When it comes to sheer social networking size, the three giant social platforms - Facebook, Twitter, and LinkedIn clearly dominate the social networking doman - they are the undisputed leaders when it comes to networking with friends, current or former colleagues and business associates.
But do people really get truly engaged on these platforms? Does they participate in passionate discussions? (Well, do you?) Do these social networks make any positive impact on Joe’s adult life and to career? Or are they simply a means of passing time, a side entertainment?
If the latter were true and remained true, it would be a shameful waste of a tool with great potential. Think about it: how many doctors, lawyers, and other professionals are already on LinkedIn? How many sports buffs, homeschoolers, alternative music enthusiasts, avant garde artists, and other niche markets are on Facebook? These people are in social networking sites for a reason: they want to network with people like themselves and potential clients and buyers.
To cater to the specific needs of these groups, niche social networks keep cropping up. But the weakness of these small social networks is that they have trouble holding on to their members. Unsurprisingly, people who join social networks quite naturally drift to places where there are more people – that is, Facebook, Twitter, and LinkedIn.
The irony of it all is that when people move into these three giants, they often end up getting less engagement and less significant contacts from the specific group they wished to connect with in the first place. There are just too many other distractions in horizontal sites such as the big three.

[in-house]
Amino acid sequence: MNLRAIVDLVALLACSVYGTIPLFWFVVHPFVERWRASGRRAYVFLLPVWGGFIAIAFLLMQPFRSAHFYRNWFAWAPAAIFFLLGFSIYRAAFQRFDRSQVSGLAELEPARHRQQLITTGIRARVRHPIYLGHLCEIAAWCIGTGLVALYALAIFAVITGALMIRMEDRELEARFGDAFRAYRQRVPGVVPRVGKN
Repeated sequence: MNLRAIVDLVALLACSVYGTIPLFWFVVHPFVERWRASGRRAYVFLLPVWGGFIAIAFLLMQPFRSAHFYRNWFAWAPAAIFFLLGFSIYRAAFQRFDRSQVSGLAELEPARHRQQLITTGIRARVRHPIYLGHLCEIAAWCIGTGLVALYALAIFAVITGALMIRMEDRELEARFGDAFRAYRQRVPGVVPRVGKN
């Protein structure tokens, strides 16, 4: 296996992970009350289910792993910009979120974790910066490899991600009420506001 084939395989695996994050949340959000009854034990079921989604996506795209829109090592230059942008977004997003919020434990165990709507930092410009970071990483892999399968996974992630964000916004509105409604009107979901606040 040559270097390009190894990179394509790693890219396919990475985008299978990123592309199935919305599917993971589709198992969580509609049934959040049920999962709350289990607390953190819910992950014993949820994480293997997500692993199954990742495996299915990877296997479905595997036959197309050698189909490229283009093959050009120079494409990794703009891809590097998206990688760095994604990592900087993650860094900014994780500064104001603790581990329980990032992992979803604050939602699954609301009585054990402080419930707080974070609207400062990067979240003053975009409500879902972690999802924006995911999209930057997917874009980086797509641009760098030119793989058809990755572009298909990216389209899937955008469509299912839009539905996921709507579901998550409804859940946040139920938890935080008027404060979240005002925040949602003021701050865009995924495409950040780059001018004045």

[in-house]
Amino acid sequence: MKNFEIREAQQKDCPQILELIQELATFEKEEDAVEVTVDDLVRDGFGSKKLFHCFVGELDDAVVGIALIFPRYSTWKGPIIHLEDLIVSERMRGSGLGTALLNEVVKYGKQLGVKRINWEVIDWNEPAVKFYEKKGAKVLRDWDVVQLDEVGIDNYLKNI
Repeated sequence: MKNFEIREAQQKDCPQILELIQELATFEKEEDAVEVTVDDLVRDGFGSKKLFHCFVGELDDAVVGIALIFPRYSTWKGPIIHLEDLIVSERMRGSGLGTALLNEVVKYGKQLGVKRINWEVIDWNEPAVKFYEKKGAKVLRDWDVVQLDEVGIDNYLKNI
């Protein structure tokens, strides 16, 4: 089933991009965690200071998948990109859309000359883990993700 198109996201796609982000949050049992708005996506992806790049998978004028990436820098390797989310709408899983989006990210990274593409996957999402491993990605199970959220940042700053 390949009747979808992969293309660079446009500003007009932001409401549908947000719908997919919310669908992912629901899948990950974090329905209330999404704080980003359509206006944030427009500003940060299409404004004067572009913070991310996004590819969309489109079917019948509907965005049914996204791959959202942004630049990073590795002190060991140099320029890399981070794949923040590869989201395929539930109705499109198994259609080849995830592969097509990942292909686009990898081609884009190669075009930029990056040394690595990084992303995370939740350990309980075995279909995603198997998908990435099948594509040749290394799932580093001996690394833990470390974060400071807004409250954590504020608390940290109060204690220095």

There is a simple solution to this dilemma, the niche social networks now integrate with the giants - LinkedIN, Facebook and Twitter, whereby their connections/ or friends from the horizontal social networking platforms are imported and their posts on these niche networks are cross-posted (usually controlled by an easy to reset permission) to facebook, linkedin and/or twitter. This way, people can network within their niche and yet maintain access to the rest of the world who are on Facebook, Twitter, and LinkedIn. In other words, the horizontal social networks are slowly but surely going vertical.
For instance, Ticlr.com uses your Facebook contacts to make it easy for you to send gifts to your friends and family. Gifts can range from personal services such as “Wash your car” to actual items such as flowers or sports equipment. And of course, there is the option to share your gift on Facebook and Twitter.
Another example: Tradesparq.com uses a person’s Linked contacts to add credibility to a supplier or buyer by putting the two business parties in contact with mutual acquaintances. It is an excellent social commerce model, and a good example of how a small social network links with a big one.
Through these collaborations and linkages, the lines between separate websites are slowly dimming. The Web is truly becoming interconnected. For social networks and social commerce, it seems that happier days are yet to come.